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Mechanical Stress Analyses of Packaged Pressure Sensors for Very High Temperatures
Keywords: High-temperature, Package-reliability, Stress-analyses
The objective of this work is the optimization of the assembly and packaging technology for pressure sensors operating in extreme harsh environments. Mechanical and thermal stresses on the sensor system are high due to operating temperatures up to 500 °C and occurring thermal shock cycles. It is necessary to reduce the stress to achieve robustness and reliability of the system. We investigated the states of mechanical stress in the chip surface induced by the packaging process and during operation conditions with micro strain gauges and optical 3d deformation measurements. The experimental results were compared with finite element method (FEM) based simulations. Silicon carbide (SiC) is a sensor material for applications in extreme harsh environments. It offers a wide bandgap, a high thermal conductivity and a high chemical and physical stability. This work is part of a project for the integration of a SiC-based pressure sensor in a car engine. The functional SiC layer is deposited with a PECVD process on silicon wafers. For the packaging and interconnection of SiC devices, materials are needed which can withstand very high temperatures, aggressive chemical atmospheres and high mechanical stress. Resistive pressure sensors and test-chips with micro strain gauges are processed in thin film technology and bulk micro-machining for this study. The metallization for both sensor types was platinum. The packaging technology combines low coefficient of thermal expansion (CTE) ceramic substrates and a glass solder. The electrical interconnection of the sensors is achieved by platinum wire bonding and silver sintered micro bumps. The package deformation and chip warpage dependent on temperature up to 500 °C was measured with two different optical techniques. We utilized digital image correlation (DIC) as well as electronic speckle pattern interferometry (ESPI), techniques for high precision 3d deformation measurements. A finite element model of the investigated assemblies including temperature dependent materials properties was built to analyze the distribution of mechanical stresses in the chips and packages. The correlation of experimental results for strain and optical chip warpage measurements exhibited a good agreement with the numerical results obtained from the FEM simulations. Temperature induced deformations of the sensor chip in the range of micrometers were recorded up to 500 °C. The investigations conducted in this paper revealed that the sensor substrate has a high impact on the stress state in the chip. The output signal of the pressure sensors is strongly affected by superimposed strains. These strains are induced by the packaging process and the chip deformation over temperature. It was possible to reduce offsets and drifts of the pressure sensor bridge voltage by matching the substrate CTE to the silicon die. In the conclusion of this paper, we present proposals for geometry and material optimization for the sensor system design based on the performed stress analyses. In further studies the found optimum designs will be utilized to increase the reliability of SiC-based pressure sensors during engine integration.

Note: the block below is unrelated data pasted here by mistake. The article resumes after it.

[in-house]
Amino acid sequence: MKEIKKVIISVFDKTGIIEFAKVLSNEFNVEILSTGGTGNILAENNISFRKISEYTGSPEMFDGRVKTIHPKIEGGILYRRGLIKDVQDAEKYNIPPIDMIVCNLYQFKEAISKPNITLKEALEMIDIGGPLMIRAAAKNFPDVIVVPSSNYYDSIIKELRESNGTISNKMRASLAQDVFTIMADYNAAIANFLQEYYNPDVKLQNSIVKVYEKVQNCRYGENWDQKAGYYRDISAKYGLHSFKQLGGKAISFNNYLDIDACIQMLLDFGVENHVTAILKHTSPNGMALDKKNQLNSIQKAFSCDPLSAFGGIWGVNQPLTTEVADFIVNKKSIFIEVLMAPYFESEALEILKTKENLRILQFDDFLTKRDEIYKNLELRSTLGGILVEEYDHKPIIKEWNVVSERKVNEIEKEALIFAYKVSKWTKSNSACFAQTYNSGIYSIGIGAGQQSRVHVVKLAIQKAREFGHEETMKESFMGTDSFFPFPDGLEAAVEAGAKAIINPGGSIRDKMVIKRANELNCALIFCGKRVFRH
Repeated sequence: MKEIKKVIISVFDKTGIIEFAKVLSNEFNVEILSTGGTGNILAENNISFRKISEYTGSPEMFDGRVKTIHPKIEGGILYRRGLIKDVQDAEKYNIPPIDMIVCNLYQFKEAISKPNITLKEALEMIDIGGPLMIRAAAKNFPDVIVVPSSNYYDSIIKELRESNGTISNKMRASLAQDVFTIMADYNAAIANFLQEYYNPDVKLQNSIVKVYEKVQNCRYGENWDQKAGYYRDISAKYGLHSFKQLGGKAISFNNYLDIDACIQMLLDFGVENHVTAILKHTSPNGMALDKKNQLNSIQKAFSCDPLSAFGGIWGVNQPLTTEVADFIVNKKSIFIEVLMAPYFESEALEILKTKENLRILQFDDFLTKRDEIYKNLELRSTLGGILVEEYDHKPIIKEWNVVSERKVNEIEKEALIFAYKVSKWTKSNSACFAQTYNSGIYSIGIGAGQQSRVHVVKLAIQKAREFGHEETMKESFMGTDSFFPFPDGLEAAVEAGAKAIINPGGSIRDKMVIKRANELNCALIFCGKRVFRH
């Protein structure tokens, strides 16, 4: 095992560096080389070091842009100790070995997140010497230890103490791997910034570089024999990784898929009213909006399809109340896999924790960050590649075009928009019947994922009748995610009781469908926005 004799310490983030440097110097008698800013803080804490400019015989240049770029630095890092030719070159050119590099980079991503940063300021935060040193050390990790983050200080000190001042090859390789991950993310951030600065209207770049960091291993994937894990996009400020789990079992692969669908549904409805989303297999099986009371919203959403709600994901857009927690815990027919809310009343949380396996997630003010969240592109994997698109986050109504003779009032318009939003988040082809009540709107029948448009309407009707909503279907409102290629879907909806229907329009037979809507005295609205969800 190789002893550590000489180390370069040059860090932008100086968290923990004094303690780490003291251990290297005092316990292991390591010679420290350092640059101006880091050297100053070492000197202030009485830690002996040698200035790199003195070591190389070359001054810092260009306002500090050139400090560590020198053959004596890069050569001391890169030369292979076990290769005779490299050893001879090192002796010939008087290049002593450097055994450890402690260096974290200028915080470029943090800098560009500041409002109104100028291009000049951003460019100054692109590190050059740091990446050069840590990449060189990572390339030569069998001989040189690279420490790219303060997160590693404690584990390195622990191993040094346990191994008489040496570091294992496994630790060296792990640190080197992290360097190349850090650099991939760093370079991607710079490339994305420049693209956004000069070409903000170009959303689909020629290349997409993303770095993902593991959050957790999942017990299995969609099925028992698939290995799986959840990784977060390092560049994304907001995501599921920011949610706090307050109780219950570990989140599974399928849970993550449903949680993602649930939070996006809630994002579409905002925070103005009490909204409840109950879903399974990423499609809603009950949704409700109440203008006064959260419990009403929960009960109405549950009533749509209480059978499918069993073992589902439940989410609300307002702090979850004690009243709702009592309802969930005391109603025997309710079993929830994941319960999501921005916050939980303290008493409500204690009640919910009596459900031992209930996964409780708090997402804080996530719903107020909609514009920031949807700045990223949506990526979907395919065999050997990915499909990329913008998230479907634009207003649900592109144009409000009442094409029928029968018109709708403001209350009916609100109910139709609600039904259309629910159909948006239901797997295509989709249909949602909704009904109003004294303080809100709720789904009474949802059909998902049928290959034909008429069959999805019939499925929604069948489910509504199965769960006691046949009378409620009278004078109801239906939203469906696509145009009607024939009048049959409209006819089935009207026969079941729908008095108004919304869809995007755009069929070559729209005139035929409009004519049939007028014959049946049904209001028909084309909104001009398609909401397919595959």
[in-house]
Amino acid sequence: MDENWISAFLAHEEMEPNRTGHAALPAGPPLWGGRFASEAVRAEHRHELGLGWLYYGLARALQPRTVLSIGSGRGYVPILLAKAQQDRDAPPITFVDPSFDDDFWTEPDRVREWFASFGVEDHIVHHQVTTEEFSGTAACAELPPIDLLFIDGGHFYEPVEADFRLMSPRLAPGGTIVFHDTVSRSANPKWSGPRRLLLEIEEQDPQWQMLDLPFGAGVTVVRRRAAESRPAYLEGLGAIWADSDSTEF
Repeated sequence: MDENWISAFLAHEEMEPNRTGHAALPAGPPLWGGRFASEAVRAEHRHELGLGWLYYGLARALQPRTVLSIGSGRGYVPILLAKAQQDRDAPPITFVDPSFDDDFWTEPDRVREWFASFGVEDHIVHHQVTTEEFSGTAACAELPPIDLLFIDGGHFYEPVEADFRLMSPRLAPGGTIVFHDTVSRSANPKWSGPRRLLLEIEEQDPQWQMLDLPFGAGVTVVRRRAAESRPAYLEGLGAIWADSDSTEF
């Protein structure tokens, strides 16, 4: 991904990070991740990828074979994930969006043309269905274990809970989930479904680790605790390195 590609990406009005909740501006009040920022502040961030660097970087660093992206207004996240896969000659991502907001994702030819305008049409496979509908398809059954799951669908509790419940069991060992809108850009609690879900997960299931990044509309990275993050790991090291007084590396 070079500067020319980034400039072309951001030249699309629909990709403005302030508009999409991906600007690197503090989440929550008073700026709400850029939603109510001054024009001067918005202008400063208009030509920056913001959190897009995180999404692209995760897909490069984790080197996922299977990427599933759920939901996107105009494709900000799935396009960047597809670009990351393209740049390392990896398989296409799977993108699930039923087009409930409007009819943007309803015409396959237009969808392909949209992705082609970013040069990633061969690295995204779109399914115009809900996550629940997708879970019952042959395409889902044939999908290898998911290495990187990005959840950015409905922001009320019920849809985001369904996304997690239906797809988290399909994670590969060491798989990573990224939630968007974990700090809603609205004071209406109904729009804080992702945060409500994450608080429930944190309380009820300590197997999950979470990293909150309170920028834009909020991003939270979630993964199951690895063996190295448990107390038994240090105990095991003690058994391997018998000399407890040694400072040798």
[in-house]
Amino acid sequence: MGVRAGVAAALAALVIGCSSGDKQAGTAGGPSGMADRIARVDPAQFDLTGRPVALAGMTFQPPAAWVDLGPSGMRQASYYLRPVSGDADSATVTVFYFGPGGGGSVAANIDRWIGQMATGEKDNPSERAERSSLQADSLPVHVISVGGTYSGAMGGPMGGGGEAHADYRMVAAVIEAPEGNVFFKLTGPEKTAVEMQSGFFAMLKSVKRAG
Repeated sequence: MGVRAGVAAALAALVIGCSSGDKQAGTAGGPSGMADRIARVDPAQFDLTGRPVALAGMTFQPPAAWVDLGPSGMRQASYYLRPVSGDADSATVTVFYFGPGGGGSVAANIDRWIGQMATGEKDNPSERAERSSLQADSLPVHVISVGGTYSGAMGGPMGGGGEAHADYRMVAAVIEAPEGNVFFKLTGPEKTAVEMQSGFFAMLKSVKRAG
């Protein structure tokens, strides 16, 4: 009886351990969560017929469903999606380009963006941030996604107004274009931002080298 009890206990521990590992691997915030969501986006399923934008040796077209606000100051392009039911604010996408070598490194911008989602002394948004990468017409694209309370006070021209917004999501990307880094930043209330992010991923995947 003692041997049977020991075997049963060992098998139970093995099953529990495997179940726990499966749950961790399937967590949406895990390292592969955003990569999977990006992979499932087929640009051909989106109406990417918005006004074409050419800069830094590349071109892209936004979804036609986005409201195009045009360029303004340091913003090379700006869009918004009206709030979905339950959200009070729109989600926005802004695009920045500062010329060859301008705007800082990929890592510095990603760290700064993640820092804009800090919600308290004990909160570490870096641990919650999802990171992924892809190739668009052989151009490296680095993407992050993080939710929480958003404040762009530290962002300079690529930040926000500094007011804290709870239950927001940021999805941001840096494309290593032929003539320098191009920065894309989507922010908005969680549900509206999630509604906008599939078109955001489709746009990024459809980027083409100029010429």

Roderich Zeiser, Researcher
University of Freiburg - IMTEK
Freiburg, BW
Germany


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